I have to define a way for two parties to exchange a folder (files) securely. Encrypted zip format seems to be the most obvious but I have read some accounts of zip encryption being flawed. So I am trying to see if there are any other solutions out there.

My requirements are -

  1. It should be really easy (clicking the mouse and entering the key/passphrase).

  2. Need to be free software (should not mandate the either party to buy software as much as possible)

  3. Of course it has to be secure. If the encrypted file ends up in the wild the parties should be assured that its secure.

  4. The cross platform nature of it comes in because some of the users involved might use a Mac.

Is my only option to use gpg? I am averse to using it but I want to see if there is any other possibility. The only problem with gpg is I will then have to define a way to exchange the public keys and verifying the public keys are properly exchanged. I am looking for a solution where one party can send the file to the other and then get on the phone and say "double click on the file and enter this passphrase".

Thanks for your help!

  • Does the file itself need to be secure, or only the exchange? – Ignacio Vazquez-Abrams Jan 13 '12 at 23:59
  • @Ignacio - The file has to be secure not just the exchange. – user220201 Jan 14 '12 at 0:09
  • You do know how easy it is to wiretap phones, I hope. – user1686 Jan 14 '12 at 1:17
  • Just to understand it right: you need a person A to send some files to person B, and make sure that only person B will open the file? Send by email, etc, and not that they are in the same network ?And this encryption must run on windows and Mac ? – woliveirajr Jan 14 '12 at 1:30

I recently asked a very similar question, and wasn't able to find a truly simple, transparent, free, cross-platform solution. zip file encryption is no longer terrible, but Macs can't open encrypted zip files from the GUI (and worse, they give a misleading error that makes it sound like there's something wrong with the file).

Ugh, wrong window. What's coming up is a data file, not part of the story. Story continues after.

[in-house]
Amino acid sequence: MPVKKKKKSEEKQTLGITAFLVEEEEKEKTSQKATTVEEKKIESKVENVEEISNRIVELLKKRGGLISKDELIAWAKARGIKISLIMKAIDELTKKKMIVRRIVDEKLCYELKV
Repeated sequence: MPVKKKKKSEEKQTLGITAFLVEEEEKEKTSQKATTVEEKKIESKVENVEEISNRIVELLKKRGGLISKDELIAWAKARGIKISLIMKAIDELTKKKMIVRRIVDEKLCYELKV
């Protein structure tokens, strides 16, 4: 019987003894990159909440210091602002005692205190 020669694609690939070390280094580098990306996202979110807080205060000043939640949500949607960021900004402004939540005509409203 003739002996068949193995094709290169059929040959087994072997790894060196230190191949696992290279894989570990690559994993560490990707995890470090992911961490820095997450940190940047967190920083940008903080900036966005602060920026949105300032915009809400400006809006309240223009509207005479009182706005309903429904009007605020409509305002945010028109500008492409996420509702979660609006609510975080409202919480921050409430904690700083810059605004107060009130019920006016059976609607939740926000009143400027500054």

Truecrypt is excellent, and isn't very difficult to use. However, it does require the user to install the software and learn what it means to mount an encrypted volume.

An additional advantage of truecrypt is that the files remain on the encrypted volume, and disappear off of the computer when the volume is unmounted. When you unzip an encrypted zip file, it creates a cleartext copy of the file on the hard drive, and the user has to remember to delete it themselves. This is the case for all file-level encryption that I'm aware of, and for that reason I'd recommend an encrypted partition system even if it's more complicated for your users.

  • I second the true crypt suggestions and raise you a SCP over SSH. SCP transfers are secure, there is a lot of free, easy to use software for mac and pc (macfusion/winscp) and it's not limited by email limits. And you can run an ssh server on windows with cywin for free. – skub Jan 14 '12 at 5:33

7-Zip supports 256 bit AES encryption.

7-Zip is a free and open source file archiver. 7-Zip operates with the 7z archive format, but can read and write several other archive formats. The program can be used from a command line interface, graphical user interface, or with Microsoft Windows shell integration.

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You can use small truecrypt in-file-partition. You will have to install (free, opensource, multiplatform) truecrypt on each computer.

The benefit (compared to encrypted zip) is that you can operate on such secure filesystem in realtime (without decompressing/recomressing).

BTW, there is a nice easy to use GUI and it's really safe.

  • Seems like this answer is no longer appropriate as truecrypt is no longer considered safe. – uthomas Sep 17 '18 at 14:44

Is my only option to use gpg?

No. Second and better choice is to use S/MIME encrypted e-mailing

  • An where are the arguments proving that? – Tom Feb 20 '12 at 15:02
  • @Tom - symmetric vs asymmetric encryption, if it tells you something. From user-side - requirement to trusted exchange of public keys in case of PGP and no needs for it in case of S/MIME (nodes have just to exchange signed e-mails) – Lazy Badger Feb 20 '12 at 15:28

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